Rabbi Ozer Alport has recently
If you don't see this week's issue by the end of the week, check http://parshapotpourri.blogspot.com which may be more up-to-date
Back to This Week's Parsha| Previous Issues
Parshas Beshalach - Vol. 12, Issue 16
Compiled by Oizer Alport
The focal event in Parshas Beshalach is Krias Yam Suf (the splitting of the Sea of Reeds), which enabled the trapped Jewish slaves to escape from their Egyptian pursuers. However, there is a widespread misconception that after the water miraculously divided at Moshe's behest, the Jewish people then crossed the Yam Suf en route to the land of Israel. In reality, Tosefos writes (Arachin 15a) that the path they traveled through the Yam Suf was in the shape of a semi-circle, as they emerged on the same side that they entered, albeit further upstream. This seems quite unusual; why would they choose to exit the Yam Suf on the same banks on which they began?
Rav Yisroel Reisman explains that Goshen was a port city in northern Egypt located on the coast of the Mediterranean Sea. Before the digging of the Suez Canal, the journey from Egypt to Israel was a simple overland trip that did not involve any water crossings. Had the Jewish people simply walked along the coast of the Mediterranean, they would have reached Eretz Yisroel. However, Hashem chose not to lead them along this direct path, because doing so would necessitate travel through the land of the Philistines, where they would witness war, which He was worried would frighten them into deciding to return to Egypt (13:17). Therefore, Hashem opted to guide them across the Sinai desert to Har Sinai, from which they eventually traveled to the eastern side of the Jordan River, across which Yehoshua led them into the land of Israel.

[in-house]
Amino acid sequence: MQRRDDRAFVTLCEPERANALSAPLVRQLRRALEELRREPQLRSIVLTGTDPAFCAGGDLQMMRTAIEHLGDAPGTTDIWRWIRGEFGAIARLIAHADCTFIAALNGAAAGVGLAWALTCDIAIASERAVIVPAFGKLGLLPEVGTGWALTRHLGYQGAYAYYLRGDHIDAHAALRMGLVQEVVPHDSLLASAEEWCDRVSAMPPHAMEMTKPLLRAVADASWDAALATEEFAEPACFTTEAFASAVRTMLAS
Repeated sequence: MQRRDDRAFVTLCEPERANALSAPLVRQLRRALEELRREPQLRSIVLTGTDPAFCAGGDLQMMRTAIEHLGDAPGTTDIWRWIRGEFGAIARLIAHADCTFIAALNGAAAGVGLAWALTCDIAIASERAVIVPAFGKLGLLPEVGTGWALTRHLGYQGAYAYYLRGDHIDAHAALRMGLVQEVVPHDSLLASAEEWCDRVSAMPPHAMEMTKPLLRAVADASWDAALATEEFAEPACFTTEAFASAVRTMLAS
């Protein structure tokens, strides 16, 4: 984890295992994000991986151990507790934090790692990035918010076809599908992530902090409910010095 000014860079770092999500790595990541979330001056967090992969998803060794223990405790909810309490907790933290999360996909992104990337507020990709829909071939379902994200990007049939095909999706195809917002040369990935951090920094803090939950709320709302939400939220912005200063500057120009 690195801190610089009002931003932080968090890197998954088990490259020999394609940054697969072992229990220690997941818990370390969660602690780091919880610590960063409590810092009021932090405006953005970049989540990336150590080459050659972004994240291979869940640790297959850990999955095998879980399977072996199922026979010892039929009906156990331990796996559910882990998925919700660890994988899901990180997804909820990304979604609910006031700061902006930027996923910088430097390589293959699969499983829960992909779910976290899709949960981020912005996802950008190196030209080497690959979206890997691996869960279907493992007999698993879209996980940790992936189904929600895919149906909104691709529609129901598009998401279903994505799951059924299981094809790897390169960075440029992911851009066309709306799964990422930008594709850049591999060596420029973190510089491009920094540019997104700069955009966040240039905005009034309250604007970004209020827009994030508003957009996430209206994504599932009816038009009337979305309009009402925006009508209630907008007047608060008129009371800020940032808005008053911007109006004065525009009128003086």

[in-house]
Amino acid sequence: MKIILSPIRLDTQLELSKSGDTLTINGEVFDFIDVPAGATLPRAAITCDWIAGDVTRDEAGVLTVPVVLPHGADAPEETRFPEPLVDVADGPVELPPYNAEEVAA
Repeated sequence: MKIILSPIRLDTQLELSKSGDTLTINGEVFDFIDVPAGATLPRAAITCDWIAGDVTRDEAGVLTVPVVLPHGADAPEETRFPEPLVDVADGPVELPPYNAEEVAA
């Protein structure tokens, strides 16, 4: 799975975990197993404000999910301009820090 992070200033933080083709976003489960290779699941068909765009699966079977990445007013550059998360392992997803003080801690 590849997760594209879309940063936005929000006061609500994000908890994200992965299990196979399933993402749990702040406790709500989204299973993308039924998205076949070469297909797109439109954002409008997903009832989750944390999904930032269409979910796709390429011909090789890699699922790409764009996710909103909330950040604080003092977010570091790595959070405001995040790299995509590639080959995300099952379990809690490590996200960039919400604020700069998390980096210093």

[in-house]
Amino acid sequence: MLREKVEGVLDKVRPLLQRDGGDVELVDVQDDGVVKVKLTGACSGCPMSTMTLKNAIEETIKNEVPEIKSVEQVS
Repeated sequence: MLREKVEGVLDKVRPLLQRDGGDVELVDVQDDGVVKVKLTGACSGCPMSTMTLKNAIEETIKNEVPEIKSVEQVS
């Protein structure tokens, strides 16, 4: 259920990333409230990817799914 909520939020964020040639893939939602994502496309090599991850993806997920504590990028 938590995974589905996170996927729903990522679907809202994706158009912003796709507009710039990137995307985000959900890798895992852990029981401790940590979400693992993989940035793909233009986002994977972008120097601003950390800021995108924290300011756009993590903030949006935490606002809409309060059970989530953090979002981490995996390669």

With this geographical understanding, Rav Reisman explains that when the Jewish people left Goshen, they were already on the Israel side of the Yam Suf. After several days of travelling, Pharaoh chased after them and cornered them against the Sea of Reeds. Therefore, when the Jewish people entered the Yam Suf, they did not want to traverse the dry seabed and exit on the other side, as this would needlessly complicate their journey to Eretz Yisroel. Instead, Hashem specifically split the water in semi-circular paths, which enabled the Jews to emerge on the same side on which they entered, from where they could continue their journey to Israel, in contradiction to the widely-held popular wisdom that the Jewish people crossed the Yam Suf from one side to the other.
In addition to correcting a widespread misconception, Rav Reisman uses this idea to shed new light on the Gemora's well-known teaching (Sotah 2a) that shidduchim - matching up men and women for the purpose of marriage - is as difficult as splitting the Yam Suf. What is the comparison between these two seemingly unrelated topics, and why is dating equated to traversing a semi-circular path when climbing a mountain would seem like a far more appropriate comparison?
Chazal teach (Pirkei D'Rav Eliezer 42) that each of the 12 tribes had its own path through the Sea of Reeds. Had they traveled linearly across, each tribe's path would be identical. However, when drawing 12 concentric semi-circles, the length of the innermost path is significantly shorter than the length of the outermost one. Accordingly, since they walked in a semi-circular formation, some of the tribes had much shorter and easier paths through the Yam Suf than others.